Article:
U.S. Pat. No. 4,465,549 issued to I. G. Ritzman on Aug. 14, 1984, and assigned to the assignee of the present invention, discloses a method of removing the glass support plate from a thinned wafer containing a large number of CCD's. The wafer is subsequently sectioned to provide the individual CCD's. Each of the thinned CCD's has a thickness of about 10u and is too delicate to handle without damage. Thus, copending U.S. patent application Ser. No. 494,288 filed by J. A. Zollman et al. on May 13, 1983, discloses a support frame which is brazed to one surface of a thinned CCD to provide the required rigidity for handling and mounting the CCD within the image sensor. In prior art intensified charge-coupled image sensors, the CCD with the attached frame is brazed to an insulative header. The initial brazing of the frame to the CCD and the subsequent brazing of the frame with the attached CCD to the insulative header has resulted, occasionally, in scrap due to the flow of braze material onto the CCD and to misalignment of the CCD on the insulative header. Alternatively, the CCD is attached to the header by means of spring clips. However, spring clips permit some movement and misalignment of the CCD under severe shock and vibration of the sensor. Accordingly, the need exists for a reliable structure for securing and locating the CCD upon the insulative header without brazing, and for accurately centering the CCD relative to the optical axis of the image sensor.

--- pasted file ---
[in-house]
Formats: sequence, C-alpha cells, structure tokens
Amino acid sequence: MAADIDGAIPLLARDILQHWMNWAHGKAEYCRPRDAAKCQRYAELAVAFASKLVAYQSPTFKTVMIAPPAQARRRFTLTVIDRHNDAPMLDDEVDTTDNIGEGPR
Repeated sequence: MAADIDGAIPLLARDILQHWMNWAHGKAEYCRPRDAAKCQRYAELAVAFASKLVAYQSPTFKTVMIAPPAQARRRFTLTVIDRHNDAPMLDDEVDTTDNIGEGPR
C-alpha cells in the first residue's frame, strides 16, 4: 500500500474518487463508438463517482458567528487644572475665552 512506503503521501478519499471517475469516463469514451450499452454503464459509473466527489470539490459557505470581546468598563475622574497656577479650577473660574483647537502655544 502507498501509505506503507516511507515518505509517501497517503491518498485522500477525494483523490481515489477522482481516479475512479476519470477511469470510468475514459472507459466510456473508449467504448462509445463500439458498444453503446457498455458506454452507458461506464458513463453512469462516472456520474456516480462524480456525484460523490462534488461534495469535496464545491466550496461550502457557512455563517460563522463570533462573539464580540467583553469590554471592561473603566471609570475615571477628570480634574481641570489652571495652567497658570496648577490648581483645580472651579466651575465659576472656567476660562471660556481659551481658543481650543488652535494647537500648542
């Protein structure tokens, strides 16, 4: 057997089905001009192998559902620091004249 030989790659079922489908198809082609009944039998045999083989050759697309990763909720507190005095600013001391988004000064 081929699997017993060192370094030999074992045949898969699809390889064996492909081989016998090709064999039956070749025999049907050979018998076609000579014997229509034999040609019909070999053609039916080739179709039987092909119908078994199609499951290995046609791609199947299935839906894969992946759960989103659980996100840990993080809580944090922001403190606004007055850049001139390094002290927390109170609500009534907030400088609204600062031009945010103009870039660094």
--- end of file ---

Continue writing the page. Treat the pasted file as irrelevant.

An intensified charge-coupled image sensor has a longitudinally extending optical axis. The image sensor comprises an image intensifier section and a header assembly. The image intensifier section includes an envelope having a photoemissive cathode therein for emitting photoelectrons in a pattern corresponding to the intensity of radiation incident thereon. The header assembly includes a charge-coupled device for receiving the photoelectrons from the cathode, an insulative header and a header flange attached between the insulative header and the image intensifier section. The header assembly is improved by the inclusion of an annular support flange which is coaxially disposed within the header flange. The support flange has a projection that abutts the insulative header. A charge-coupled device support assembly is eccentrically disposed within and attached to the annular support flange. The support assembly includes means for tensioning the charge-coupled device and for exposing at least a portion of the device to the photoelectrons from the cathode. The exposed portion of the charge-coupled device is centered about the optical axis of the image sensor.